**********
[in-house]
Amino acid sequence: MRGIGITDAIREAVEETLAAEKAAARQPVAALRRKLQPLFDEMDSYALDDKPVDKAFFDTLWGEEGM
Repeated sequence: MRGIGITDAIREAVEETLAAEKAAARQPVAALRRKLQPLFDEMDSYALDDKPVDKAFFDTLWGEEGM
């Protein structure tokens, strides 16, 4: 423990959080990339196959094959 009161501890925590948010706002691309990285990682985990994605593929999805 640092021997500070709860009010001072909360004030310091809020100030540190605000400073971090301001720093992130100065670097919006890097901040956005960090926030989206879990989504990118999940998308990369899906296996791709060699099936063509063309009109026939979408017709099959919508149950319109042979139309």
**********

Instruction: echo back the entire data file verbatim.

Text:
[in-house]
Amino acid sequence: MRGIGITDAIREAVEETLAAEKAAARQPVAALRRKLQPLFDEMDSYALDDKPVDKAFFDTLWGEEGM
Repeated sequence: MRGIGITDAIREAVEETLAAEKAAARQPVAALRRKLQPLFDEMDSYALDDKPVDKAFFDTLWGEEGM
């Protein structure tokens, strides 16, 4: 423990959080990339196959094959 009161501890925590948010706002691309990285990682985990994605593929999805 640092021997500070709860009010001072909360004030310091809020100030540190605000400073971090301001720093992130100065670097919006890097901040956005960090926030989206879990989504990118999940998308990369899906296996791709060699099936063509063309009109026939979408017709099959919508149950319109042979139309």